So they made the decision to pull out and began to look at other options. Where did God want them? During their three years in Thailand, Dru had started some highly successful English classes, in which Christian teachers taught English to children and took the opportunity to point them to Christ. “English classes are huge,” Lisl said. “Everyone wants to learn English.” It is a very effective way for Christians to reach out.
But through that experience, Dru realized that being able to obtain a work visa in Thailand was increasingly difficult for someone without college accreditation. The government wanted qualified individuals to teach, and Dru and Lisl decided that for their future in Thailand, Dru needed to earn a degree.
They soon discovered that the only university in the city that met Dru’s needs was right around the corner from their house. When they had moved to their big house several years prior, they had been thinking of its location and dirt-cheap rent, and the university was the last thing on their mind. But now, when they needed it, it was there. “Having that university there was a huge confirmation that we were in the Lord’s will,” Lisl said.
After two and a half years of study, Dru earned his degree, and he and Lisl moved closer to IGo with the desire to disciple young Christians. After a year, when few opportunities for discipling opened up in that location, Dru and Lisl moved to a different part of the city, this time to live near and disciple a new Christian couple and work with them in planting a church.
Sunday evening prayer
Dru and Lisl were excited to baptize Bob and Yai last fall and to see them grow in their Christian walk, but have realized that they are not the right team for church planting. “Bob and Yai are still very young in faith,” Lisl said. “He’s trying to overcome smoking and drug addictions from his past, and he battles with not drinking. They’re definitely committed, but not yet mature.” Also, they realized Bob was kept busy just with work and raising his family. For him to find time for church work–“it’s not there.”
Christmas party with Bob and Yai
Although Dru and Lisl looked for someone else willing to join their church planting effort in Chiang Mi, no doors opened for that to happen. And so, Lisl said, “The road could turn a corner once again.” They are committed to Thailand for the long term, but believe God may be calling them to a different focus of ministry. They are open to His leading, though they are not sure where it may take them.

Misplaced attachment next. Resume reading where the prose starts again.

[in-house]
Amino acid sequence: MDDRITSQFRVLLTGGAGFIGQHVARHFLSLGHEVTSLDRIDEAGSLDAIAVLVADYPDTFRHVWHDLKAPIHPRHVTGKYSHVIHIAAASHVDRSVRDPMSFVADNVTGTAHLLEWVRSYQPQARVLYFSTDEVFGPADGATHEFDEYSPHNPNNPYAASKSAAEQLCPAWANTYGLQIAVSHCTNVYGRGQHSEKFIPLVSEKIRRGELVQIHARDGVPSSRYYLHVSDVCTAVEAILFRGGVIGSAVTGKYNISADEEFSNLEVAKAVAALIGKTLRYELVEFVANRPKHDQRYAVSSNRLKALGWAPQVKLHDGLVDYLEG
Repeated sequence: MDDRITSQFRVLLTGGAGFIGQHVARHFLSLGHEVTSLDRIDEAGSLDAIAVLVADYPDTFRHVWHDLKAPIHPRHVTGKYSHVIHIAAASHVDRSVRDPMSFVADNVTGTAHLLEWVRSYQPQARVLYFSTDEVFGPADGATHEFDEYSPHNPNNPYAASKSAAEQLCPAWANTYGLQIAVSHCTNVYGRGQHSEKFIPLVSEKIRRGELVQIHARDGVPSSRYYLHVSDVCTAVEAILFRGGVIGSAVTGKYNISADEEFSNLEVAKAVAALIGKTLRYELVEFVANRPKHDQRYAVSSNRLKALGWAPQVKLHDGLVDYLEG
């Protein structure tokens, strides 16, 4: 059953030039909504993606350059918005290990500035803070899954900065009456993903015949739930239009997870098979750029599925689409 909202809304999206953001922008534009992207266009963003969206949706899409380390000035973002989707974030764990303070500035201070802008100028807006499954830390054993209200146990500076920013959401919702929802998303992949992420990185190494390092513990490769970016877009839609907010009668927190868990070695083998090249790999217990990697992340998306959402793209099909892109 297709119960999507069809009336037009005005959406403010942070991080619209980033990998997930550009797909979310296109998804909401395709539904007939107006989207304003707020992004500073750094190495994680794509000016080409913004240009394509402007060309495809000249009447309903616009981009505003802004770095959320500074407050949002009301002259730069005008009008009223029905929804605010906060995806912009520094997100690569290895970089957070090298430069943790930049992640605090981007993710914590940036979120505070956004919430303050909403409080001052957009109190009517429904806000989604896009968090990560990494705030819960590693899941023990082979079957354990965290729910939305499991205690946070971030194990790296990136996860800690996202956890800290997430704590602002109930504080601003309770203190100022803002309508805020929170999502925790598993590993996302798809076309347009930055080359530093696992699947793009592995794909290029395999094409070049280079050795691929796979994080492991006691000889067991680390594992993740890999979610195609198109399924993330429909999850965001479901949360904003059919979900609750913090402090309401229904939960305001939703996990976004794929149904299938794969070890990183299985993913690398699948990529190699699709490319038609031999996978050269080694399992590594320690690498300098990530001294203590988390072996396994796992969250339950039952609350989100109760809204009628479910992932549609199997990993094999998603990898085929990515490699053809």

What She’s Learned Along the Way
Lisl is thankful the foundation of Bible teaching and godly habits she learned from her parents. “Often I don’t know how to relate to Yai because I haven’t walked through the same things,” she said. “How do I be practical for her?
“For her, every step forward is big; it’s hard. For me, some of those things come naturally, and the idea of doing it some other way is foreign. It was done for me by parents and grandparents who said, ‘We’re going to change this habit for ourselves and for our children.’ Yai fights for every step of the way.”
But Lisl has had to fight battles of a different kind, as she went through the adjustments of childbirth and motherhood in a culture and environment foreign to her. Her body is not used to Thai heat, and during pregnancies, it only gets worse.
“My toughest time was when I was pregnant with Havilah,” Lisl said. “I realized I kinda knew what depression was.” During that time, while Dru and Lisl worked with the Thai pastor, she had little contact with Americans. When she did occasionally get together with some of the ladies from IGo, she felt lost because she had no idea what was happening in their lives. “It was confusing to try to figure out who I was. I felt like, ‘I’m not Thai, and I don’t fit in with the Americans, either.’ ”
The Thai pastor was a very intense man who held services or church events five times a week. Lisl, although worn out from her pregnancy as well as caring for little Jube, found it hard to say that she needed to be a mom and stay home sometimes. Dru also felt the pressure when she wasn’t there and people would ask, “Where’s your wife?”
“It’s not easy learning to make boundaries,” Lisl said. “I remember right where I was standing when I thought, ‘I do not have to impress this pastor or anyone else.’ It was hard for me to realize that yes, my husband is a missionary here in Thailand and I want to work beside him, but my reason for living right now is to be a mom and wife. As soon as I start stressing about what I can’t do, I lose my joy and my energy.
“I need to hear my man and walk beside him. Eventually I’ll be able to do what he’s doing more closely, but right now I have to be okay with saying no. My reputation here doesn’t matter. I know what I’m supposed to be doing.”
You can read Lisl’s musings and meet the newest member of the Lattin family on her blog, Green Guava’s Wife. The Green Guava? That’s Dru. You can check out his blog as well.